An ISIC card is basically the only internationally-recognised document which shows that you’re a student. Sometimes, a school-issued student card is just not enough. We learnt this the hard way when we got rejected a few times for student discounts to museums and such, despite flashing our student cards. Most of the time, the staff would ask specifically for the ISIC card, so get one of these babies before you set off for your next trip! This would come in handy for not just Norway, but other destinations as well. It costs US$20 and is worth every cent as you’ll end up saving more.

5. Widen your accommodation options

At our day and age, Airbnb seems to be the de facto way of finding a place to stay when travelling. And for good reasons: it’s easy to use, it’s usually cheaper than hotels and there are plenty of unique and gorgeous houses to choose from!

View from our hostel in Flåm

However, in Norway, Airbnbs can be pricey, and in small towns such as Flåm, there might be no Airbnbs available at all! In times like these, Google is your best friend as you search around for a cheap and suitable accommodation. Hostels are a good start, and Hostelworld is your go-to when it comes to finding them.

Our cabin in Voss

Otherwise, look out for cabins to rent! Cabins are aplenty in Norway, and nothing a quick Google search can’t find. In fact, I would totally recommend cabins over Airbnbs – nothing says Norway like a lovely little cabin tucked into some part of nature!

budget travel norway

Image credit: Norwegian Trekking Association

And in fact, if you plan on staying in cabins all the way, then you should most definitely check out the Norwegian Trekking Association – there are over 500 cabins under this organisation. Simply sign up with them to gain access to all their breathtaking cabins!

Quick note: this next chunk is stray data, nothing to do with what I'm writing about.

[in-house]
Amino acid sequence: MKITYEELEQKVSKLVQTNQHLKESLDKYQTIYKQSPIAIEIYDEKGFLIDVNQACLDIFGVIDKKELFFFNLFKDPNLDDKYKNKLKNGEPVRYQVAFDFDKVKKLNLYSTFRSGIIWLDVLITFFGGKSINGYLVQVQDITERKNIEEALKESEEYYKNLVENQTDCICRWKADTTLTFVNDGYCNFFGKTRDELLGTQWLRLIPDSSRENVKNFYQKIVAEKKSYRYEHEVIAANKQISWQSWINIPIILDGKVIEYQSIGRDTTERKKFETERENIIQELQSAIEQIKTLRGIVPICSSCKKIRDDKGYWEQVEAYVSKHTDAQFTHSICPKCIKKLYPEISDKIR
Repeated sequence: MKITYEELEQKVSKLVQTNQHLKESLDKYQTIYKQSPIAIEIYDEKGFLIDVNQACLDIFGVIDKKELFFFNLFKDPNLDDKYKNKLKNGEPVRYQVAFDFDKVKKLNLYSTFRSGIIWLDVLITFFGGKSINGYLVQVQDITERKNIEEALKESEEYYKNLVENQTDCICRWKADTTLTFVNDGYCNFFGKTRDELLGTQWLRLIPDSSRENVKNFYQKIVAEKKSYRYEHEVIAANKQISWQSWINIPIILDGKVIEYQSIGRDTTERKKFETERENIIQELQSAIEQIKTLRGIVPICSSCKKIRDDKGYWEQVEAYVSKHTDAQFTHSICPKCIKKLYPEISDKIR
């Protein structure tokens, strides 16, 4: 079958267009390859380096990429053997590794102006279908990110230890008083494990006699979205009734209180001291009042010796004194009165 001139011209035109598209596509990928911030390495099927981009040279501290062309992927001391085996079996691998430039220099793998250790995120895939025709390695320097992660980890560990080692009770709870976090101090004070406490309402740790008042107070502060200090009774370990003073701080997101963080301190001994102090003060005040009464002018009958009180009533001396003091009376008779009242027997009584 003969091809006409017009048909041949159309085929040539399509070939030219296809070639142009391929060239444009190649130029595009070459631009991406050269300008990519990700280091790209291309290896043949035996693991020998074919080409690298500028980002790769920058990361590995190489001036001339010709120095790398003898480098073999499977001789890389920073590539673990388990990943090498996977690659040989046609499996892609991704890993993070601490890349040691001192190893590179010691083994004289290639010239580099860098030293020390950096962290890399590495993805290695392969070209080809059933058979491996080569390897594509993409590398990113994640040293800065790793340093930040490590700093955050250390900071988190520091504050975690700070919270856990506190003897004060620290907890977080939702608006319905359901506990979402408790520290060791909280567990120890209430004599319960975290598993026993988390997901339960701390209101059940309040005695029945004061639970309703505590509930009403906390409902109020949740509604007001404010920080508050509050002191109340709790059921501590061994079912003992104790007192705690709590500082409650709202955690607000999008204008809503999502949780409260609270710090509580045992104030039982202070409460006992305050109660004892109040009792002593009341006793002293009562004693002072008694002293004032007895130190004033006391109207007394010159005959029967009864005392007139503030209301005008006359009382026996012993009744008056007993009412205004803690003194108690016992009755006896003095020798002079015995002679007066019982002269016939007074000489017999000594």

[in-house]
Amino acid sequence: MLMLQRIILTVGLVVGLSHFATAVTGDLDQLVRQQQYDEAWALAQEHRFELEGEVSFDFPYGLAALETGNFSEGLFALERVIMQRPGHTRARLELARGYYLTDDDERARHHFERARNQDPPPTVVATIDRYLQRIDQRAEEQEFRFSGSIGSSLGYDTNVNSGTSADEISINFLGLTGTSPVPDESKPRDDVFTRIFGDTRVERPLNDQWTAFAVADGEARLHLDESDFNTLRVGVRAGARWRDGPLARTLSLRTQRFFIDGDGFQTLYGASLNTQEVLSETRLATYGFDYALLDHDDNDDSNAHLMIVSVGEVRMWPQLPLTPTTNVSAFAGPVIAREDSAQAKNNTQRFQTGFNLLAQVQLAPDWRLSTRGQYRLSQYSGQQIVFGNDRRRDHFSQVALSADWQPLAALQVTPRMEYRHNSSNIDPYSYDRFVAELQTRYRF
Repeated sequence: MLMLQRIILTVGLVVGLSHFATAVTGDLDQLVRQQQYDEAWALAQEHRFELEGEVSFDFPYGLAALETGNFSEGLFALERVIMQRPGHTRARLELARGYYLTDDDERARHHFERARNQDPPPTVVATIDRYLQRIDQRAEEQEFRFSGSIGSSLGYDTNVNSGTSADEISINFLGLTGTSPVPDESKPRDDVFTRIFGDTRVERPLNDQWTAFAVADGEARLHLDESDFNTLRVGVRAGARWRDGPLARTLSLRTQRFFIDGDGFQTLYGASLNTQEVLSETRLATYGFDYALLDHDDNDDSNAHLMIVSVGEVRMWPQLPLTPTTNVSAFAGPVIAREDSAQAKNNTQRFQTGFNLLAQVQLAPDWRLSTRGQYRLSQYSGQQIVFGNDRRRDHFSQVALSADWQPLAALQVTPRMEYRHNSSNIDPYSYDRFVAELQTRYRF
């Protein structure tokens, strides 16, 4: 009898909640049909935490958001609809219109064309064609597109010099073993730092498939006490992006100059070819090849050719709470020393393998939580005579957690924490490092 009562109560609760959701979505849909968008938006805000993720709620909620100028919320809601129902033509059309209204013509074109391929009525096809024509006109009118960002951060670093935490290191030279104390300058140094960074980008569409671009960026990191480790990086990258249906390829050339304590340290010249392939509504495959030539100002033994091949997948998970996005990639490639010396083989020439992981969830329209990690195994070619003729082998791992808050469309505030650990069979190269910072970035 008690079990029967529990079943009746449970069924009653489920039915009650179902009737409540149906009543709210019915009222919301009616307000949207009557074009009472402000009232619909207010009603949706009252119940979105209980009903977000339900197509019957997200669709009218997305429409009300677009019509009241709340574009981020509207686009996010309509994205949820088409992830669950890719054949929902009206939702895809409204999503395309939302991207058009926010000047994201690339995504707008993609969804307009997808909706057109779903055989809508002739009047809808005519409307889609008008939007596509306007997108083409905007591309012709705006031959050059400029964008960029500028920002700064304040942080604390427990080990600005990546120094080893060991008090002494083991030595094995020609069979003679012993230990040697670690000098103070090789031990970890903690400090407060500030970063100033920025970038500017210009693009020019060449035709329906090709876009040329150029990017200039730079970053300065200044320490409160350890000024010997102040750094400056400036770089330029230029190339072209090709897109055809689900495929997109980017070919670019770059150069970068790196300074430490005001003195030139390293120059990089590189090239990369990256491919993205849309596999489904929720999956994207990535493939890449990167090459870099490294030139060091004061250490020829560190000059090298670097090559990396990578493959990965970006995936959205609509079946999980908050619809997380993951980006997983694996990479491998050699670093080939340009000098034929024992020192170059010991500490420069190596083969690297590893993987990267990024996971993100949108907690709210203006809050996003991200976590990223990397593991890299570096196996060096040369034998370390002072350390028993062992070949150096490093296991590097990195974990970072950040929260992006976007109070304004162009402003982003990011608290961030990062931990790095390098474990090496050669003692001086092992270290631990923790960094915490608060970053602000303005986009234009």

Or, bring your tent along, because have I mentioned that you can camp virtually anywhere in Norway?

6. Enjoy the best of nature for free – while hiking

Hiking is the quintessential Norwegian experience, and the best part of it? It’s totally free!

budget travel norway

Not only do you get out-of-the-world views, the challenging Norwegian hikes are really adrenaline-fueled and crazily fun to do as well!

budget travel norway

We did at least one hike at every place we visited, and were rewarded by a postcard-worthy view each and every time. I can honestly say that hiking in Norway is one of the best experiences of my life. The best things in life are truly free.

Also read: You’ll Want to Visit Norway After Seeing These 20 Photos

And there you have it – how to travel Norway on a student budget. To be honest, most of our money was spent on the train tickets. In fact, it’s not that difficult to travel cheaply around Norway as long as you’re willing to give up some luxuries. That being said, Norway is a beautiful country full of wonderful, wonderful nature, and I count myself extremely lucky for having been able to experience this place. To end off, I hope that one day, you get to travel around Norway too!

About Author

See Wah
See Wah

See Wah loves to immerse herself in the poetic side of life: art, literature, photography, and of course travelling - poetry (of the human condition) in itself. She believes that the world is endlessly inspiring and beautiful, and when her head isn’t in the clouds, she hopes to fill her life with all these things that makes life wondrous